Patient participation is not necessarily my problem or responsibility. It is a facility's problem when a patient doesn't want to do therapy. What does the facility do when a patient refuses his medication? Does the facility run to the manufacturer of the medication and demand they get the patient to take it? No, they simply write an "R" for "refused" in the medication chart and move on. But with therapy, a facility will quietly demand we get the minutes or there will be heck to pay for weeks and months to come. This is insane.
Soon the facilities will be demanding that therapy collect co-pays and give us a coin purse to carry around because they're having a hard time with collections. When will we step back and stand up and allow another person's difficulty to become his problem and not ours? If a facility wants RUs on patients, it can be more selective with admissions. The admission clerk can also educate the patient regarding therapy and the need to participate every day. I have yet to hear an MDS nurse or an admissions clerk educate a patient regarding RUG levels and reimbursement rates in relation to therapy participation. When that happens, I'll make the facility's problems my responsibility.
By January 23, 2014, CMS will have completed the manual revisions and educational campaign regarding this case. Frankly I haven't seen much about the educational aspect of the case and I had to look up the revisions they made on various websites to get a better overview and understanding of the information involved.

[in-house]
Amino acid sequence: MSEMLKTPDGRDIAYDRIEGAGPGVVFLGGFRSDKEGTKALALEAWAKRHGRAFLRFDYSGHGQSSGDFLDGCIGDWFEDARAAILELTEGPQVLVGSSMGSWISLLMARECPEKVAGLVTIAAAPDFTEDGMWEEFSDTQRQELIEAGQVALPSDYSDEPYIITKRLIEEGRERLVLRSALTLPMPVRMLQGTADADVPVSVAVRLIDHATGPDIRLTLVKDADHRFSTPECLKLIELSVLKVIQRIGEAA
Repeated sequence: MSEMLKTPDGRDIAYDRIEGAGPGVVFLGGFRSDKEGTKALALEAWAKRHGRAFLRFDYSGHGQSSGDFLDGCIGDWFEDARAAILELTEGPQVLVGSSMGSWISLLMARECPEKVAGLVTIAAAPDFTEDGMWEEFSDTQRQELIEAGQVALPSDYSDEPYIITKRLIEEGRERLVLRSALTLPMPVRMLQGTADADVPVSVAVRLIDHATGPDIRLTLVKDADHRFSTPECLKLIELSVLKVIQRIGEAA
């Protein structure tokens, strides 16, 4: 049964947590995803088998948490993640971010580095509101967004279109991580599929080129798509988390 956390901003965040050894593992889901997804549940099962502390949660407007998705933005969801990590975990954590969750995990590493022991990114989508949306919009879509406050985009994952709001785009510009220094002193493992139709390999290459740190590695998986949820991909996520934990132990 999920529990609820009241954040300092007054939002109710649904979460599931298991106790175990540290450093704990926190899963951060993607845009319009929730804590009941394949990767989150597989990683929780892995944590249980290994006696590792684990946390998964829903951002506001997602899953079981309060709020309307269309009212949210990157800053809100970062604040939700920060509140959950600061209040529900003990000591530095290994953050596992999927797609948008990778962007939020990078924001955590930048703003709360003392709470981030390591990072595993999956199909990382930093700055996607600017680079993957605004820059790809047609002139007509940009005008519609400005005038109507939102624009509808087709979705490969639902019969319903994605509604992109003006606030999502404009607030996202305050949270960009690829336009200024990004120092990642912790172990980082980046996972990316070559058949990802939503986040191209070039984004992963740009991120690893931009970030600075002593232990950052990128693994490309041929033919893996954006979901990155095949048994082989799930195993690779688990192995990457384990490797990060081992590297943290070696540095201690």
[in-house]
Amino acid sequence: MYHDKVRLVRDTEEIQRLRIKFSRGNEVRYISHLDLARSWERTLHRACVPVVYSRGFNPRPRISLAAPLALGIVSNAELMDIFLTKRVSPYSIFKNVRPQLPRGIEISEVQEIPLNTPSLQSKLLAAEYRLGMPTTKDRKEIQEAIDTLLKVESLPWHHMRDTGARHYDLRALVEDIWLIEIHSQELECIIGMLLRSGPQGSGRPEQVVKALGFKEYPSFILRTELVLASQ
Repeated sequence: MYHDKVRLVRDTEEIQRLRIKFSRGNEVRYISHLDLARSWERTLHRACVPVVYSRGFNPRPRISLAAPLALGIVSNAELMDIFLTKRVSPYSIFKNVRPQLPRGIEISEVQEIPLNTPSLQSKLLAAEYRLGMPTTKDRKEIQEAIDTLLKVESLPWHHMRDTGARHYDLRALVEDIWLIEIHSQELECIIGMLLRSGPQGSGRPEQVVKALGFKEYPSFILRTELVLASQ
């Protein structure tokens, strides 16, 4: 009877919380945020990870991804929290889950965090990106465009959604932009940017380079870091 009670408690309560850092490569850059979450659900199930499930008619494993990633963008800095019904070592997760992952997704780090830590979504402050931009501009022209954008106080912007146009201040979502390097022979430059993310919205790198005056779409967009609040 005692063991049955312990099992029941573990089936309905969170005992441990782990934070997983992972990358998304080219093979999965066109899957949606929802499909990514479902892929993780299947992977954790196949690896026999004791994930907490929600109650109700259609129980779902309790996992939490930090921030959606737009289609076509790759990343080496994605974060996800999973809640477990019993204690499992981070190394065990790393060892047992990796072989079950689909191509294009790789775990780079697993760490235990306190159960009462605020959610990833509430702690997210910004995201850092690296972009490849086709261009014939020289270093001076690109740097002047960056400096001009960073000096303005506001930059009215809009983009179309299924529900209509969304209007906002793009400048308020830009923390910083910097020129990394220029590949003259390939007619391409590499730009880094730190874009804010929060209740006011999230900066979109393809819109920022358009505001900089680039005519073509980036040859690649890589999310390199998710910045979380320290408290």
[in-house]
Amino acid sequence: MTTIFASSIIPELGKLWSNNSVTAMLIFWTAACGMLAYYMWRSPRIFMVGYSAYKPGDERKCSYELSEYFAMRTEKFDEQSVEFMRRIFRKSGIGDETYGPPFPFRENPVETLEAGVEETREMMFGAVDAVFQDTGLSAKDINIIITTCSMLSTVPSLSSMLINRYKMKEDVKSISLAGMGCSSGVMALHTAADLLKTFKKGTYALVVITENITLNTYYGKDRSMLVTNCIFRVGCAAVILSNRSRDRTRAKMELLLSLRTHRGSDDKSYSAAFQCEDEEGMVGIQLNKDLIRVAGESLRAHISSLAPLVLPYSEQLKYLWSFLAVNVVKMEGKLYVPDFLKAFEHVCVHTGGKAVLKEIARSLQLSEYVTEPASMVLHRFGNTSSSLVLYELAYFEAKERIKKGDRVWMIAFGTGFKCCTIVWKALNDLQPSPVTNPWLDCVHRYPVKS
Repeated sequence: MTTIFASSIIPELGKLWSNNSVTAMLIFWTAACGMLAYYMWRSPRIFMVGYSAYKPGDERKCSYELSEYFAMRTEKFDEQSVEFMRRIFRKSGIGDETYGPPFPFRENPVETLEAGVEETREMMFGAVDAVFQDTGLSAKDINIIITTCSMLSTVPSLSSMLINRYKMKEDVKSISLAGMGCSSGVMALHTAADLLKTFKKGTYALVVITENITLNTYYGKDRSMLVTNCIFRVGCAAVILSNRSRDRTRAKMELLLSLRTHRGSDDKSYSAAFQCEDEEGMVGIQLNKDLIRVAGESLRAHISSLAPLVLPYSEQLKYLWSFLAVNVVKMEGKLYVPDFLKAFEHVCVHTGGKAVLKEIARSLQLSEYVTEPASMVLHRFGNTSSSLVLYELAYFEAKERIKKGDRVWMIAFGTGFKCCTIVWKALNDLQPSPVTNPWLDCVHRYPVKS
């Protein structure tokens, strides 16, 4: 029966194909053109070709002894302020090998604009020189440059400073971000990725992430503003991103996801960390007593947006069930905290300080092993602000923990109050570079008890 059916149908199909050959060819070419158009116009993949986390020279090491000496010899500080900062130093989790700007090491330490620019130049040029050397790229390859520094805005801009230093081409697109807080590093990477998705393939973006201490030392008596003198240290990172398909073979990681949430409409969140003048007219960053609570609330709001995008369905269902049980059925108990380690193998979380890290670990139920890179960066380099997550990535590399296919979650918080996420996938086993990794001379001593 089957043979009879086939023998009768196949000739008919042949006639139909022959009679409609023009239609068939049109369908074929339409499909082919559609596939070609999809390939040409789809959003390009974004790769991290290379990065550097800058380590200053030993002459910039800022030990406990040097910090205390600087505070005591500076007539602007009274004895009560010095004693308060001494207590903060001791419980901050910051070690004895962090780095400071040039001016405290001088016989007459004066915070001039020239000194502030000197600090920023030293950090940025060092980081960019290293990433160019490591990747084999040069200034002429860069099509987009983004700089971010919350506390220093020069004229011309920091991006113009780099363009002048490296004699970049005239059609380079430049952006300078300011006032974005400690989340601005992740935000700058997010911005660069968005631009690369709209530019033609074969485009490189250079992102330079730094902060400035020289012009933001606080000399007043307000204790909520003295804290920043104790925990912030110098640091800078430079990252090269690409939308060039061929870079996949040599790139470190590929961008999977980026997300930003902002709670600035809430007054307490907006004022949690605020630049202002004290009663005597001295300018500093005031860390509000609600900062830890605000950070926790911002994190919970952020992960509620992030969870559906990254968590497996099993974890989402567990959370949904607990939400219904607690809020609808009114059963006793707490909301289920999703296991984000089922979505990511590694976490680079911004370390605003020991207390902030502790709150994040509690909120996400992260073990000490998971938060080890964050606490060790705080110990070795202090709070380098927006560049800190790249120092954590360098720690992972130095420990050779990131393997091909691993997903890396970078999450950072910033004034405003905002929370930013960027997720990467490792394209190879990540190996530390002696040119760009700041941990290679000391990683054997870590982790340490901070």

The goal of the settlement was to make sure claims are adjudicated in accordance with Medicare policies so beneficiaries receive the full coverage to which they are entitled. Medicare has never supported an "Improvement Standard" in determining whether skilled care is appropriate. A patient's lack of potential to recover should not serve as a basis for denying coverage, but a determination on whether skilled care is required is the determining factor. (42 CFR 409.32(c))
Essentially, a PT has to make the assessment and determine whether the skills and knowledge of a therapist will be needed to see a patient who doesn't have the potential to recover from his illness, accident or disease. Terminal cancer patients and heavily involved CVA patients come to mind. Some therapy department may discharge a patient if there's no progress in a month or two but now this case should shed light on the coverage Medicare beneficiaries are eligible to receive.